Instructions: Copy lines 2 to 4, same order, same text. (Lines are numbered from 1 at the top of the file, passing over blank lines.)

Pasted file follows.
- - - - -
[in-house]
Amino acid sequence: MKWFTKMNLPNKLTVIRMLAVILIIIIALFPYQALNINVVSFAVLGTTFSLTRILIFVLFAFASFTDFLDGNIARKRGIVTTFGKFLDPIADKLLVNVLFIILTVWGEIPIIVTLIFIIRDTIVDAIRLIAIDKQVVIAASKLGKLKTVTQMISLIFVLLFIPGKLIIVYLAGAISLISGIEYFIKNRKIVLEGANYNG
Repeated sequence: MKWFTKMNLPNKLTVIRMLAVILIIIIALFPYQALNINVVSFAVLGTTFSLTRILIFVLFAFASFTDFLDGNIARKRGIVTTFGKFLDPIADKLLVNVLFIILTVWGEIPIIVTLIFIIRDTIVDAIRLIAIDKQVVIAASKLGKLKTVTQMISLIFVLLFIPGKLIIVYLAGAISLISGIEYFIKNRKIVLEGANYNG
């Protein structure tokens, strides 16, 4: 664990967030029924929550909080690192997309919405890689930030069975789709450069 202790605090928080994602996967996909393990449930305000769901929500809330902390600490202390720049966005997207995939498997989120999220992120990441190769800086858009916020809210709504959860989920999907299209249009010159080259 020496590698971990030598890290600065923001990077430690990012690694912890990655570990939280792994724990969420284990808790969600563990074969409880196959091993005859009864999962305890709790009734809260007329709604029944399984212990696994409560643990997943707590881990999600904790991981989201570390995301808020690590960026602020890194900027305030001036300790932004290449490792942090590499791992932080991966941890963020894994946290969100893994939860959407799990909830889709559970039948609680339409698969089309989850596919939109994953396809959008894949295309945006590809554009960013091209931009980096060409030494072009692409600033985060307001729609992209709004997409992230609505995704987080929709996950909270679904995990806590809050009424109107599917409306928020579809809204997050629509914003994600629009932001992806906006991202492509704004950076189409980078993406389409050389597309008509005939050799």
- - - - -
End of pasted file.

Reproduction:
Amino acid sequence: MKWFTKMNLPNKLTVIRMLAVILIIIIALFPYQALNINVVSFAVLGTTFSLTRILIFVLFAFASFTDFLDGNIARKRGIVTTFGKFLDPIADKLLVNVLFIILTVWGEIPIIVTLIFIIRDTIVDAIRLIAIDKQVVIAASKLGKLKTVTQMISLIFVLLFIPGKLIIVYLAGAISLISGIEYFIKNRKIVLEGANYNG
Repeated sequence: MKWFTKMNLPNKLTVIRMLAVILIIIIALFPYQALNINVVSFAVLGTTFSLTRILIFVLFAFASFTDFLDGNIARKRGIVTTFGKFLDPIADKLLVNVLFIILTVWGEIPIIVTLIFIIRDTIVDAIRLIAIDKQVVIAASKLGKLKTVTQMISLIFVLLFIPGKLIIVYLAGAISLISGIEYFIKNRKIVLEGANYNG
């Protein structure tokens, strides 16, 4: 664990967030029924929550909080690192997309919405890689930030069975789709450069 202790605090928080994602996967996909393990449930305000769901929500809330902390600490202390720049966005997207995939498997989120999220992120990441190769800086858009916020809210709504959860989920999907299209249009010159080259 020496590698971990030598890290600065923001990077430690990012690694912890990655570990939280792994724990969420284990808790969600563990074969409880196959091993005859009864999962305890709790009734809260007329709604029944399984212990696994409560643990997943707590881990999600904790991981989201570390995301808020690590960026602020890194900027305030001036300790932004290449490792942090590499791992932080991966941890963020894994946290969100893994939860959407799990909830889709559970039948609680339409698969089309989850596919939109994953396809959008894949295309945006590809554009960013091209931009980096060409030494072009692409600033985060307001729609992209709004997409992230609505995704987080929709996950909270679904995990806590809050009424109107599917409306928020579809809204997050629509914003994600629009932001992806906006991202492509704004950076189409980078993406389409050389597309008509005939050799």